Porsche had a huge display of the new 911, including an entire car on a large mechanical arm moving it up into the air and around to show off it’s parts. They also had a new 911 cut longitudinally, showing off it’s design and construction. Another display was a complete engine and rear suspension assembly (I have a complete set of photos of all of these details). The new car is *very* impressive, it wears it’s styling better than the Boxster, and in it’s early tests it certainly appears to be well worth the money (starts at $69k, I believe) – it is very competent. We’ve driven enough of the old ones, and the club We race with has crashed a few, so we are very much looking forward to seeing these on the track. There won’t be any Mustangs lapping it.
Ferrari, Acura, Saturn, and several other manufacturers showed race versions of their cars, complete with race seats, tires, stickers, and safety equipment. All of these manufacturers understand the value of racing.
Ford should have brought the SCCA class-wining Cobra.
We took a quick walk past the GM stands. I won’t dwell on the Monte Carlo “Intimidator” show car… a *very* good reason not to be a GM fan. The Monte Carlo was very typical of the “Intimidator” b******* bullyboy image, and GM claimed it was representative of the next model of that car. We hope they are right, because we’ll be laughing even harder then. If someday you happen to see one of these on the track, be glad you’re ahead of it as the driver is probably asleep.
VW had several new Beetles on display. We can all knock the styling, but technically & functionally this is a *very* competent car – nothing at all to be embarrassed about anymore (well, except the styling). It shares it’s platform with the next version of the Golf, which is a rebodied Audi A3 (which we don’t get in this country) – again, very very competent. At present, it comes with an economical 4-cyl, but it could even add the next GTI’s turbo’d engine. We have zero interest otherwise in the car, but given it’s high seating position, very competent suspension, and excellent outward visibility, this could be an excellent SCCA autocross car….?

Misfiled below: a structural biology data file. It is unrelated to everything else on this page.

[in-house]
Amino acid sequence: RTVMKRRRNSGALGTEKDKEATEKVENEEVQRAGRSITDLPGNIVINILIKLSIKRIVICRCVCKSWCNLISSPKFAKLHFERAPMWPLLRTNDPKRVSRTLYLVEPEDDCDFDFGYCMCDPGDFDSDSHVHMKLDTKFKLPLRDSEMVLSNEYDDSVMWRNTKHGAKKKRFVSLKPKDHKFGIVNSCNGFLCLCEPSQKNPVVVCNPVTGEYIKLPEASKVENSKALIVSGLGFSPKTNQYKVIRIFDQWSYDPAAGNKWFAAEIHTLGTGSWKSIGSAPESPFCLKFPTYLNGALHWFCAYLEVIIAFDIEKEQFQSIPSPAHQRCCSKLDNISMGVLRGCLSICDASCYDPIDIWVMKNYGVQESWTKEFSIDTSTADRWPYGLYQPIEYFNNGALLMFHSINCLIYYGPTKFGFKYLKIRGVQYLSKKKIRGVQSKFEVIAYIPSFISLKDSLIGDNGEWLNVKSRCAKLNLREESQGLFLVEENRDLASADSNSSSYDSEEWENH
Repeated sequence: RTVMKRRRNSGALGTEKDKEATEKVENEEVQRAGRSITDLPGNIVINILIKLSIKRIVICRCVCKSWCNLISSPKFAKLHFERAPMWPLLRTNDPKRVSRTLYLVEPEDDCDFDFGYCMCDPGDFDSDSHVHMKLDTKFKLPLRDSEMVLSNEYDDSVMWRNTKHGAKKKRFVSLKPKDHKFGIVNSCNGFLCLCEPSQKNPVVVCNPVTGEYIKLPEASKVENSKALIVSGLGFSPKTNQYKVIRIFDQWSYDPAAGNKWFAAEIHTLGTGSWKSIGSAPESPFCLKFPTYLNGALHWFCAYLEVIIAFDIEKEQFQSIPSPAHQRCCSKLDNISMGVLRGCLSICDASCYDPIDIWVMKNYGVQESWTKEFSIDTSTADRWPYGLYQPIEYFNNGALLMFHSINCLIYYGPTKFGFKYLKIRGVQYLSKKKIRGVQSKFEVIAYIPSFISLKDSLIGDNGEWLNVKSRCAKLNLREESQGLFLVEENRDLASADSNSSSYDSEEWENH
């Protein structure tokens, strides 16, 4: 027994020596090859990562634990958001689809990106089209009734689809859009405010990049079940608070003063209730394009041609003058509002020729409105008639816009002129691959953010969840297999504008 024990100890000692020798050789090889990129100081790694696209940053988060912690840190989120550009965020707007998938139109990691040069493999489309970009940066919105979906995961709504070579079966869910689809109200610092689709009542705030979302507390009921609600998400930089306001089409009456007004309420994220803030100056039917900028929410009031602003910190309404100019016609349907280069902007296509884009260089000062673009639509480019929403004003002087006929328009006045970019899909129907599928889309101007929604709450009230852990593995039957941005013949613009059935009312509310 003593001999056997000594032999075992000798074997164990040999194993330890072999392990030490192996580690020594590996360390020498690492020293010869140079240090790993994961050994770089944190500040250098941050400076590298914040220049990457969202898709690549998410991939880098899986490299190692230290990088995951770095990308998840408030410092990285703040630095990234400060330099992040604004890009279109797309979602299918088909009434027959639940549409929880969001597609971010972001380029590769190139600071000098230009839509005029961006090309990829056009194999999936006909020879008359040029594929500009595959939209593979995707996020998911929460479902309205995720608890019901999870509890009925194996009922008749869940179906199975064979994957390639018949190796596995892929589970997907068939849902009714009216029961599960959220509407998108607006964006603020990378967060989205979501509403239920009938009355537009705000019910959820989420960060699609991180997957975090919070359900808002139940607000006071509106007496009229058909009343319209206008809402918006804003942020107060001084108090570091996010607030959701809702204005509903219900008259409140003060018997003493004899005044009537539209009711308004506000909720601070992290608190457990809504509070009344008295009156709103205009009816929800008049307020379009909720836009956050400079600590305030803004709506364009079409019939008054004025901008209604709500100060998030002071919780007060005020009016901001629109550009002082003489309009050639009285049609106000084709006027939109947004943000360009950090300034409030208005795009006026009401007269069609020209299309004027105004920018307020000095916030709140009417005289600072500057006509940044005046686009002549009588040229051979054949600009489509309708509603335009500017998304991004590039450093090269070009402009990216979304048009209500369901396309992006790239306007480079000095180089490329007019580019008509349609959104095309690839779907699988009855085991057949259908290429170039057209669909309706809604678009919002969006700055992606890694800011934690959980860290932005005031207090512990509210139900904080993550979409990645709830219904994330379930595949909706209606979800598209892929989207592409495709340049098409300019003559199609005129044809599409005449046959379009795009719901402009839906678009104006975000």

No Ladas or Skodas this year, although Hyundai had several new models. ;-)
Chrysler – showed all of their new car lines, including engine displays of their new 2.7 DOHC and 3.2 SOHC engines. These two engines are brothers (in the same way as Ford’s mod family), and are Chrysler’s first representatives of their own line of modular engines. Next up is a 4.7 DOHC V-8 engine that will first be shown in a new Jeep. In fact, Jeep showed an interesting jeep two-door offroad “sports car” that contained this engine (although the engine itself wasn’t shown). A Prowler (purple) was also shown.
BMW – nearly every car shown was the same identical blue. Somebody vetoed this plan by leaving the worst key job I’ve ever seen on the door of the new M3 convertible. Speaking of which, BORING. It gets the pedestrian 4-door M3 suspension and seats. It’s very clear that this car is tremendously dated, and this is the last year it will be seen in it’s current form. The new 3-series 4-door is already out in Europe, but wasn’t shown here this year.
The Z07 was much more interesting – as you’ve seen in pictures this car is hot. BMW has announced they will build the car in the future.
Toyota – showed both a 6-speed Supra Turbo (with it’s more realistic sticker, the car is doing very well again and obviously Toyota is interested in keeping the car active) and a fleet of the new GS-300 and 400s – including the new GS-400 DOHC V-8 engine. This car simply rules!
Sports cars – this show is your only chance to sample nearly anything sold. No, you can’t get into the Ferraris or Aston Martin, but you can get into everything else and try it for size.
While in Detroit
No visit to Detroit is complete without our 2nd-favorite Ford activity: prototype “hunting” at Ford’s main campus and buildings. This year was the worst year we have ever had in terms of spotting future models. The only future/prototype/foreign models we saw was a Euro-Fiesta (nice looking) and a weird Sable (we believe), with an enormous front grill. At least it looked like that, we hope it wasn’t a new-edge Sable prototype.
BTW, there are certainly a lot of Ford enthusiast/employees around. we spotted several hopped up Mustangs, Cobras, and Saleens in the parking lot – despite the snow. And, the single greatest number of SHOs we have ever seen in a single city.
We also lucked out and came across the “Yankee Air Force” by accident at an airstrip outside of town. This is a group analogous to the Confederate Air Force, and we spent several hours walking through their hangar and talking to various people, including a person restoring a YOV-10A “Bronco”. If you like the “hardware” of race cars, don’t ever get into planes – there is so much more here that you’ll never be interested in cars again (and a plane hobby will eat your money alive!).